Should You Prefer Epoxy Garage Floor Coating Over Paint



An increasing number of people are choosing epoxy coating as their garage floor finish. This comes as no surprise to many homeowners who have made the exact same decision – and are reaping the rewards of their choice. Epoxy is considered by many as a premium garage floor coating for several reasons.

A garage is no longer considered as simply an area to park your car in. People nowadays do not want their garage to look uninteresting, or even worse, unattractive. A garage is now considered a highly functional room which can be made to look neat and charming.

A garage can look tiresome with its wide expanse of plain cement. If you apply the right floor coating, however, you can easily transform your garage’s looks.

Advantages Of Epoxy Floor Coatings

Epoxy floor coating has certain advantages that make epoxy the coating of choice for most people. It can be used for either commercial or residential applications. You can give your shop floor or your garage floor a showroom shine that simply demands attention. There are many colors to choose from – from attractive bold solid colors to understated hues. You can even have blends customized according to your taste. You can also choose to have color flakes blended in to express your personal style.

There are certain misconceptions about garage floor epoxy that need to be corrected.
First, epoxy coating for garage floor is different from paint coating. The latter is made from latex acrylic. Some paints contain a small amount of epoxy to make the mix more resilient than regular paint but the mix is still paint. Such paints are frequently referred to as 1-part epoxy paint or epoxy paints to underscore the presence of epoxy in the mix.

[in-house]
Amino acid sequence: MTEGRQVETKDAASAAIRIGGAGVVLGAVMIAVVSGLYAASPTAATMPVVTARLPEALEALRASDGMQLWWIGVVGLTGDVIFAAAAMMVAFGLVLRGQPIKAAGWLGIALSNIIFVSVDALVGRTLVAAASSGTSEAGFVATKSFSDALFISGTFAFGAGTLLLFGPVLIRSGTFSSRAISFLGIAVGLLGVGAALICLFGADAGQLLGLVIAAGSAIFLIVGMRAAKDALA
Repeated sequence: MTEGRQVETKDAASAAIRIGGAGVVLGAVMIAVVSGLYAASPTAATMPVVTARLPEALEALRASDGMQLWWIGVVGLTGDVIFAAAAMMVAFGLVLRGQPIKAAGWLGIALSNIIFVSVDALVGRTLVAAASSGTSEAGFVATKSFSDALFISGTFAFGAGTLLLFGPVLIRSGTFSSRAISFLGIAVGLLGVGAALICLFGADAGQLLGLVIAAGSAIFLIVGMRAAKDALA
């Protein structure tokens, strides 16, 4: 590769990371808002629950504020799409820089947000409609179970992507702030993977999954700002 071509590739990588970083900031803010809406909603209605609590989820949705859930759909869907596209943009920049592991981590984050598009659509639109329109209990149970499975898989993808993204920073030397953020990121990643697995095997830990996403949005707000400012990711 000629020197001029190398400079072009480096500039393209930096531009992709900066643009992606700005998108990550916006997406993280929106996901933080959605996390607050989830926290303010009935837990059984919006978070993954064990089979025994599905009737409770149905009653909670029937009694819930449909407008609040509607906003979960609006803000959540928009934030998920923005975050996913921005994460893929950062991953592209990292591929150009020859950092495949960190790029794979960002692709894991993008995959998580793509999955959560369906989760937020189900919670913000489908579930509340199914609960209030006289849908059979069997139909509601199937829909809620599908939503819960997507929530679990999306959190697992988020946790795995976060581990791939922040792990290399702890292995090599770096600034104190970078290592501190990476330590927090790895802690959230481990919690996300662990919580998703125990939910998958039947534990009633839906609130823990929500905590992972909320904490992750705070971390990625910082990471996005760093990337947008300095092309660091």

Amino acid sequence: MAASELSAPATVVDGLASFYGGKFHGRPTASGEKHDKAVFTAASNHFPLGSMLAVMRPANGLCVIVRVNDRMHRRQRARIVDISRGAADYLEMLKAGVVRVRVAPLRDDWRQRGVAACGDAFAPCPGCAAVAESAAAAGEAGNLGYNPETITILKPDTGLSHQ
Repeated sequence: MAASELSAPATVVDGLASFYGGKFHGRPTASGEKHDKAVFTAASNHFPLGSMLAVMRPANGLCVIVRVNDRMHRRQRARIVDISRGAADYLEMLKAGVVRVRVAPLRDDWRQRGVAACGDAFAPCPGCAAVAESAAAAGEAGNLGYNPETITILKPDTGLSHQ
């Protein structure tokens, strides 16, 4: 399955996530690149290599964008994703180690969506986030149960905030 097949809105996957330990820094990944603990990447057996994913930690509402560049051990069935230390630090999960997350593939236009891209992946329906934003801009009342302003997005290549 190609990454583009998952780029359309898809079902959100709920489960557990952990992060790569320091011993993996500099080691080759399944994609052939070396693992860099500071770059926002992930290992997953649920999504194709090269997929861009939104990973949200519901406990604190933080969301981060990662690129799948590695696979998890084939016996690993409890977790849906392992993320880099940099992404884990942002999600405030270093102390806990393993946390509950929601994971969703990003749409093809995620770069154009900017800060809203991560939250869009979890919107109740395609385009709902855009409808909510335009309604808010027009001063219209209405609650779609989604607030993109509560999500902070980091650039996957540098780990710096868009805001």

Epoxy is a thermosetting resin used as a coating. You transform resin into epoxy by mixing one-part polyamine hardener with an equal part of epoxide resin. The hardener is a catalyst which strengthens epoxy, making it a tough and durable floor coating.

Epoxy Coating Curing Process

The curing process which takes place when you mix the two parts results in a product that is superior in stability, strength, and resilience. It is a lot thicker compared to paint and when applied on a well-prepped surface adheres strongly and efficiently.

An increasing number of people consider epoxy coating as one of the finest garage floor finishes. It certainly is easy on the eyes. More than looking simply nice, however, epoxy provides a tough and thick application that is hard-wearing and resilient. It remains tough even in the face of the many problems that a garage floor is subject to, including surface abrasion, stains, chemicals, chipping, and impact. If you have a garage floor with an epoxy coating, you hardly ever have to worry about your floor when a bike keels over or a hammer is dropped on it.

Hiding Floor Cracks